Why Do Smart People Deny Serious Risks (and What to Do About It) (Video and Podcast)
tags: leadership,decision making,wise decision making,leadership development,decision-making process,leaders,social intelligence,smart people,serious risks video
When dealing with smart people who deny serious risks, focus on their emotions, help them acknowledge reality, and positively reinforce their acceptance of risks. That's the key take-away message of this episode of the Wise Decision Maker Show, which describes why smart people deny serious risks and what to do about it.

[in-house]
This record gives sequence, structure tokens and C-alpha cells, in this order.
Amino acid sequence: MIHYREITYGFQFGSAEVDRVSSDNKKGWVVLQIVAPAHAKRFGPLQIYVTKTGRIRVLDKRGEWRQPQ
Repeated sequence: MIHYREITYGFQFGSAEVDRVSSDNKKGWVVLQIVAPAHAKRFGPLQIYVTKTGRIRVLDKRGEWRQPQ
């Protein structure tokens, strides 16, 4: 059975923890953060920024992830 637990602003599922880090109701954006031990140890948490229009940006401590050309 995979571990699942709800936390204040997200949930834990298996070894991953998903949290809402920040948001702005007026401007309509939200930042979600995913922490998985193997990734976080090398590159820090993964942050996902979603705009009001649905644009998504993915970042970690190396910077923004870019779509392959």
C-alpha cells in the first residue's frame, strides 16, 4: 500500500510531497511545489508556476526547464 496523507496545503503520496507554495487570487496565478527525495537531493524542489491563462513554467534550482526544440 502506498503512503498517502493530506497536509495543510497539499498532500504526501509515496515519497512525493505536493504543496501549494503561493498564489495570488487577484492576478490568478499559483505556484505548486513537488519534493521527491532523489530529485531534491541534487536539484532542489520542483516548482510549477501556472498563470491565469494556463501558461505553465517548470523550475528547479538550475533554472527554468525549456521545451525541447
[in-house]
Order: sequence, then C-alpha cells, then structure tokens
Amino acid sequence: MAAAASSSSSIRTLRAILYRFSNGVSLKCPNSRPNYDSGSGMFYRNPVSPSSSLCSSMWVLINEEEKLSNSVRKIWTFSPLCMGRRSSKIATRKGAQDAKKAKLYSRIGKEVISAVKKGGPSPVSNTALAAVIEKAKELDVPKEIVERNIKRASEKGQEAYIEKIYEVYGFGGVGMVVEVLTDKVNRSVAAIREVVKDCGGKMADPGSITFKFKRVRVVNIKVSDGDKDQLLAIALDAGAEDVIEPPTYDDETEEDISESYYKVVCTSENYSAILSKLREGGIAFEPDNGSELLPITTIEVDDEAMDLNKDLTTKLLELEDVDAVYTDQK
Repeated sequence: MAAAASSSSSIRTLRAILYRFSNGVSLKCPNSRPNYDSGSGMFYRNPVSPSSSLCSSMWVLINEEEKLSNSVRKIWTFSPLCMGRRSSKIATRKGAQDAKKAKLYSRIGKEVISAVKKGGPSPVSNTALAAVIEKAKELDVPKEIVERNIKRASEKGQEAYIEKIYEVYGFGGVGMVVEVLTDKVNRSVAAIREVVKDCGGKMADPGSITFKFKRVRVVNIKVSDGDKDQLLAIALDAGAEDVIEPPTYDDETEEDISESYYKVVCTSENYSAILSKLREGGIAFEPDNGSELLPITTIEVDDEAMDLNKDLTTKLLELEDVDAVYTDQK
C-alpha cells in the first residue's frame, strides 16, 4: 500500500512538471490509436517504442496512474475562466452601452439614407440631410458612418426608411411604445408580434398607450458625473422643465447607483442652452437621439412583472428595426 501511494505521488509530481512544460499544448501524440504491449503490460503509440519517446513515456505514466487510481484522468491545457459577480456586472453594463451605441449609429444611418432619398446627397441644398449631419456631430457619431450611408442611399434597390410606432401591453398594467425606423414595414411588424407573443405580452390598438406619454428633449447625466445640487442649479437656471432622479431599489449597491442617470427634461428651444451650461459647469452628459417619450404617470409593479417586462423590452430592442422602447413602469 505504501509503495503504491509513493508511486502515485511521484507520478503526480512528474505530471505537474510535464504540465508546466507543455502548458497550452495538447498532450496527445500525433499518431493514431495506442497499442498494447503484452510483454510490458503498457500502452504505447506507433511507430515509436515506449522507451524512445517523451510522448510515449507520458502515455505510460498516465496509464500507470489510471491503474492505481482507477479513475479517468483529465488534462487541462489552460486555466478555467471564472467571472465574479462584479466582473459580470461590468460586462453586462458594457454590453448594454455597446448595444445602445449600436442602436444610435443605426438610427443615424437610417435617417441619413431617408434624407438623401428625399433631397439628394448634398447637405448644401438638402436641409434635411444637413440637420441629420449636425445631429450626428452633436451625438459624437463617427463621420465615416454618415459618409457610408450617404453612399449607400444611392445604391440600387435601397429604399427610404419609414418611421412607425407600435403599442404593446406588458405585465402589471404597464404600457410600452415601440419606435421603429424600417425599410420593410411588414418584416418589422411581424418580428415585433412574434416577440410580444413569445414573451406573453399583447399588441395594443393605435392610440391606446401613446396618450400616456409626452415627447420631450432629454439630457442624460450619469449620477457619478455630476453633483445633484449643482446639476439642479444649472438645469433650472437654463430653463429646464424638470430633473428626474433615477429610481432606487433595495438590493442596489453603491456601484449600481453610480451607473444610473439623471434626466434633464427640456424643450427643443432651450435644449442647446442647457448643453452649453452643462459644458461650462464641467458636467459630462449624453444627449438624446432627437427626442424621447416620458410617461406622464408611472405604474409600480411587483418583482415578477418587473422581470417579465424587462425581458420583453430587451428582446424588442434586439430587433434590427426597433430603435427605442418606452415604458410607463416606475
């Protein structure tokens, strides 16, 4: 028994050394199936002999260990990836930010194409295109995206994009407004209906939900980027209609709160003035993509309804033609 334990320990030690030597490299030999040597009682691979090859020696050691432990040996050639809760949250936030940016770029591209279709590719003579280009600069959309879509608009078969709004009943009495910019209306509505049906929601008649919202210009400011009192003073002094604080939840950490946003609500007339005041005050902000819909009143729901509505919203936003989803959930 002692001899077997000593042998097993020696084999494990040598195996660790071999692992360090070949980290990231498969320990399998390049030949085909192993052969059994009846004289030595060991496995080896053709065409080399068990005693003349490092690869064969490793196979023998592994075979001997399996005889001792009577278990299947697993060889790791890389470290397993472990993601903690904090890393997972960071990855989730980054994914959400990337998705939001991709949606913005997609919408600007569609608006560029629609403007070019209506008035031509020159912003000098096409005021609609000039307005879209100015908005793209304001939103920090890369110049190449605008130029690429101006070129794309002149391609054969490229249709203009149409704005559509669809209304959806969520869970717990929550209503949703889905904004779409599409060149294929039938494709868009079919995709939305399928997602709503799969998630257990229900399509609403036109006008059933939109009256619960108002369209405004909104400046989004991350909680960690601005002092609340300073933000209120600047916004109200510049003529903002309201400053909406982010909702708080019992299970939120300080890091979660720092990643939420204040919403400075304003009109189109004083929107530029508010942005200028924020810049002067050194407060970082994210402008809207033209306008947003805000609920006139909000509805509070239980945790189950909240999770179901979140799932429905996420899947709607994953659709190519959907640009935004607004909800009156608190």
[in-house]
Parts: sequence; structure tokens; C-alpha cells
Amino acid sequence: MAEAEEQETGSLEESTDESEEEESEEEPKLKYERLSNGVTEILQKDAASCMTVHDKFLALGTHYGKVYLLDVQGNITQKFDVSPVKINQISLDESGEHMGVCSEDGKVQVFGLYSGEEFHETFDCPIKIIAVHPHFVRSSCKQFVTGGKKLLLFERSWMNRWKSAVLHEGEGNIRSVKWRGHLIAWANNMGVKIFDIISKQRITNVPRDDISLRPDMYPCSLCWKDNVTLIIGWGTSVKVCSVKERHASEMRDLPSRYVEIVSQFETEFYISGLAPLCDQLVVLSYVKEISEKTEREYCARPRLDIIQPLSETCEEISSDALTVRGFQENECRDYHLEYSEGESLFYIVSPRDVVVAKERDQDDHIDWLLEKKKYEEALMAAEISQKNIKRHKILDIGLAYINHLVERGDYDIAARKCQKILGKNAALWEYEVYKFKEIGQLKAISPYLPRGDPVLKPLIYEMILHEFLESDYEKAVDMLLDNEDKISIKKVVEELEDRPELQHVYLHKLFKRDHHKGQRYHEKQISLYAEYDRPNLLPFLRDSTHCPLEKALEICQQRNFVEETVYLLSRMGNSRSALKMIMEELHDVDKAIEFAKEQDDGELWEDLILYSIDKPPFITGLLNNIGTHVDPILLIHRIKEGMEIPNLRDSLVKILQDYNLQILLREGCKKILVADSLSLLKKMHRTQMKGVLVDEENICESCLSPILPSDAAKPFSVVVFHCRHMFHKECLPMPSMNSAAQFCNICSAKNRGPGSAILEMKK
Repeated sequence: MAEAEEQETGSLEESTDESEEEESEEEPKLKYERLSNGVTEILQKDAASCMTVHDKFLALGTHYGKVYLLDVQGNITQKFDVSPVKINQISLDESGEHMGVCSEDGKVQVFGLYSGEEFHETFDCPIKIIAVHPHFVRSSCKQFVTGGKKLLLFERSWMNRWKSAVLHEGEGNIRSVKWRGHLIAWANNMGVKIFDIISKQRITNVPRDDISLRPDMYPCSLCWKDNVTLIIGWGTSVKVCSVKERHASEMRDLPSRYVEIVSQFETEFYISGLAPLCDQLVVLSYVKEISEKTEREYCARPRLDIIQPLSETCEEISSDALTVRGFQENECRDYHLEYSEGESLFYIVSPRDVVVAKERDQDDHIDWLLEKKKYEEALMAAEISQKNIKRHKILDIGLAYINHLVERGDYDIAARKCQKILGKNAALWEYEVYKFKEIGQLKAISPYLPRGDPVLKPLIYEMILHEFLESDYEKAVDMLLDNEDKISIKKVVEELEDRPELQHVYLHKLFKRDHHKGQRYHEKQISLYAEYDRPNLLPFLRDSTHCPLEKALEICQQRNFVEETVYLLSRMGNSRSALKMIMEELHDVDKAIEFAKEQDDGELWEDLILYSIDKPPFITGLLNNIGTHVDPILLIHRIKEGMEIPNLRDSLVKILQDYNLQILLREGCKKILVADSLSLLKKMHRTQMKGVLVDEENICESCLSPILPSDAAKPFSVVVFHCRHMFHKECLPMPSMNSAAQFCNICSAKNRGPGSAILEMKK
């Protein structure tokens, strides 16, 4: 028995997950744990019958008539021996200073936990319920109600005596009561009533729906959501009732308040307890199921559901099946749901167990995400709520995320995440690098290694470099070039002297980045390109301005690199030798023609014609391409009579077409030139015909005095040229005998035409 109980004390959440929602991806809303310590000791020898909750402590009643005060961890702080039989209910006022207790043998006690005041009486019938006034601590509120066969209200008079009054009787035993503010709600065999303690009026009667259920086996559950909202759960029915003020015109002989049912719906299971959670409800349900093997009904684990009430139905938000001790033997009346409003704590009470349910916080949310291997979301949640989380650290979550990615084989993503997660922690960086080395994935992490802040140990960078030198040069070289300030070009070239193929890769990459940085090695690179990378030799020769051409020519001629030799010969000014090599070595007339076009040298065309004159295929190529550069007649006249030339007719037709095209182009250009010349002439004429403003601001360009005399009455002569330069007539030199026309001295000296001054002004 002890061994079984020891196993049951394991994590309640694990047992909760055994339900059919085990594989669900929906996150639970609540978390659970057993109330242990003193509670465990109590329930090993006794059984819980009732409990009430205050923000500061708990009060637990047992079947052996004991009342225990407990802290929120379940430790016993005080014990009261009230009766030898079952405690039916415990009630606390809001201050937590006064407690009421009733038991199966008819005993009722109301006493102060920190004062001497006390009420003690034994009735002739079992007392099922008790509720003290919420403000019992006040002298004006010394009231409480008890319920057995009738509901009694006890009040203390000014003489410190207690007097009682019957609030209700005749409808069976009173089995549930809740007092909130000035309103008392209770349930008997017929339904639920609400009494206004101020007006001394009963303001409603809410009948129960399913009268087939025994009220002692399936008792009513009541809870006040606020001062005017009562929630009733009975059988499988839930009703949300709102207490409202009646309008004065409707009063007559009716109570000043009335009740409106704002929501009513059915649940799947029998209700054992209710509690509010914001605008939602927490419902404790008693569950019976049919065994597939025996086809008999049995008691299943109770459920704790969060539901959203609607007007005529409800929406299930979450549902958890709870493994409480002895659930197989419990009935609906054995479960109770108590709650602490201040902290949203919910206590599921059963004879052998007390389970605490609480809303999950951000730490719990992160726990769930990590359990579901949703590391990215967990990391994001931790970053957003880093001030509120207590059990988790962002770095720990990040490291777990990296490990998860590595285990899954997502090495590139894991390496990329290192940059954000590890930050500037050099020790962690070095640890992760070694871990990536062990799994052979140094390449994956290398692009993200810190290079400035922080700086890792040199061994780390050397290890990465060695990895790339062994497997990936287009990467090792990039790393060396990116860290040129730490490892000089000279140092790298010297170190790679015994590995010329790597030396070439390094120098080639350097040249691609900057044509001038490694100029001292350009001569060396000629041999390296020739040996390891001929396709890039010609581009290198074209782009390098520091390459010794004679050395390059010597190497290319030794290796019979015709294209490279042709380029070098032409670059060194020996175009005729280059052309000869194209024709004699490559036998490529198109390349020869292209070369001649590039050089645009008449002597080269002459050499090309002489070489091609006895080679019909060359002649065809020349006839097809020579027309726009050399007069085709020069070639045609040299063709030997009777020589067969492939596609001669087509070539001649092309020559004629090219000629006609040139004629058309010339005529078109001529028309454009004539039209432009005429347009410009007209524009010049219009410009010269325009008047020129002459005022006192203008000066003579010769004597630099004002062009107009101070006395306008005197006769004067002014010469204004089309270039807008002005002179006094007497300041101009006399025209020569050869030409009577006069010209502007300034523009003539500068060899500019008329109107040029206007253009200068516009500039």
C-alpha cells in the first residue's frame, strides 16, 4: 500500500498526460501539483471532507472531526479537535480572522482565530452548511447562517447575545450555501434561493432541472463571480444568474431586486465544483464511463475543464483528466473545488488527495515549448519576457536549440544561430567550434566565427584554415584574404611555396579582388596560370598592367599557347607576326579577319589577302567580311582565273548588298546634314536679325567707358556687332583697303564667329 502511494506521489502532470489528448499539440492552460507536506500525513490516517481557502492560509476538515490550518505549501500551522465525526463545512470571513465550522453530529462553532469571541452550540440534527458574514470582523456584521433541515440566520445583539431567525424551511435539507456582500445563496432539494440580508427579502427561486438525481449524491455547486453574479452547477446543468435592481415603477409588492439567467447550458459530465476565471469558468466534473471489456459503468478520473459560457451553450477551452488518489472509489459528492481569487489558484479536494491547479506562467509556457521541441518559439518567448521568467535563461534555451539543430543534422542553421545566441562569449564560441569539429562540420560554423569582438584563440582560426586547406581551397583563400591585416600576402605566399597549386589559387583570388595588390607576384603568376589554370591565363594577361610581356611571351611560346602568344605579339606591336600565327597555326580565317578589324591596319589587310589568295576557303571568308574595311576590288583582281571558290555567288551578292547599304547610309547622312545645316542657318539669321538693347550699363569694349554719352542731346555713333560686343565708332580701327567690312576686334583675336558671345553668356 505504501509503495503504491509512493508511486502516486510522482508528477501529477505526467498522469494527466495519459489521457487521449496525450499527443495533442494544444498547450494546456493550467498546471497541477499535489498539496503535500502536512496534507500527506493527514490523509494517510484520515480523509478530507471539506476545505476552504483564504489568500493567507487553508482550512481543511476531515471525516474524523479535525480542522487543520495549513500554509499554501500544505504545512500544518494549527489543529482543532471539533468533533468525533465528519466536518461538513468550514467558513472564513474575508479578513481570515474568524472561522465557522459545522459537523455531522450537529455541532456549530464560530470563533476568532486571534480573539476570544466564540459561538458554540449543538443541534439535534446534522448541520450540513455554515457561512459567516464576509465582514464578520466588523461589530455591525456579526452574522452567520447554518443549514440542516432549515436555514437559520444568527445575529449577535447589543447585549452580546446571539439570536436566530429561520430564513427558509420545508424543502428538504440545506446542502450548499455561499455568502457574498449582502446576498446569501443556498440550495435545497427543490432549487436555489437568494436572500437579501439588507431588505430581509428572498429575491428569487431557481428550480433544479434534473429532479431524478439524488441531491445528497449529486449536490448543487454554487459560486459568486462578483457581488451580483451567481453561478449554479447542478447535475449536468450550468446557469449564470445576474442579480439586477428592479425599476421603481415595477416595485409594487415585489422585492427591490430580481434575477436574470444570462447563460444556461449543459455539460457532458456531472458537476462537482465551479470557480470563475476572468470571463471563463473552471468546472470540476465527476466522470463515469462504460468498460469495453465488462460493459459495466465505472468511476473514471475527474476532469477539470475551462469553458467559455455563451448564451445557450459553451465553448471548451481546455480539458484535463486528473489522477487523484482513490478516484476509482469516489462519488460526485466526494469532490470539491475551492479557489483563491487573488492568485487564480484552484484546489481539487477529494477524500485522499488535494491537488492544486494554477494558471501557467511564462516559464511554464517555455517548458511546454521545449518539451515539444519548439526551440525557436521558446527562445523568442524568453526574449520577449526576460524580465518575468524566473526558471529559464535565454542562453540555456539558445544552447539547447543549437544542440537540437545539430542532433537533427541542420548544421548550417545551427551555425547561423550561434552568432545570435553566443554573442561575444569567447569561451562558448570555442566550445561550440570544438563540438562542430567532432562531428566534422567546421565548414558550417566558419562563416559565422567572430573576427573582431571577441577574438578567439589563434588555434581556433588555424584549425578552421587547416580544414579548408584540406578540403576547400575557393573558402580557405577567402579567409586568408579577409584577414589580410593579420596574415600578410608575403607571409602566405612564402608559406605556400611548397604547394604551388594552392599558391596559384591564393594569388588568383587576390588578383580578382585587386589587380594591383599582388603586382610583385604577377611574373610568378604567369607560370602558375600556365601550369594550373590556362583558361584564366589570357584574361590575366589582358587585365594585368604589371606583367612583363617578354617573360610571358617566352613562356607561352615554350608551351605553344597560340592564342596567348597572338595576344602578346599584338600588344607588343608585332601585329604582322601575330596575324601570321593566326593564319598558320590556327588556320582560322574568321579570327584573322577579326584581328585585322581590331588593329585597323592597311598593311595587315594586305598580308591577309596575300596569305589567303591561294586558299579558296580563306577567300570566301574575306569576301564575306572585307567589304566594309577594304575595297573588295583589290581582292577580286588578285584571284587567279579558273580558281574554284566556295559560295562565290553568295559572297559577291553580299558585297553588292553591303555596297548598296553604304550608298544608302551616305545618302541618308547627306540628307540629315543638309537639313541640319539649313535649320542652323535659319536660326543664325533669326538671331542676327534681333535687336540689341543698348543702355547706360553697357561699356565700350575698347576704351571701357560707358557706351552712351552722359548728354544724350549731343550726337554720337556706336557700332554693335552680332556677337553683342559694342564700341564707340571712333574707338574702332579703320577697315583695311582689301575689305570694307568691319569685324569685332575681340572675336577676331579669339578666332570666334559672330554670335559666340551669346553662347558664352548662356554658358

Video: “Why Do Smart People Deny Serious Risks (and What to Do About It)”
Podcast: “Why Do Smart People Deny Serious Risks (and What to Do About It)”
Links Mentioned in Videocast and Podcast
- Here is the article: Why Do Smart People Deny Serious Risks (and What to Do About It)
- The book Never Go With Your Gut: How Pioneering Leaders Make the Best Decisions and Avoid Business Disasters is available here
- The book Resilience: Adapt and Plan for the New Abnormal of the COVID-19 Coronavirus Pandemic is available here
- You are welcome to register for the free Wise Decision Maker Course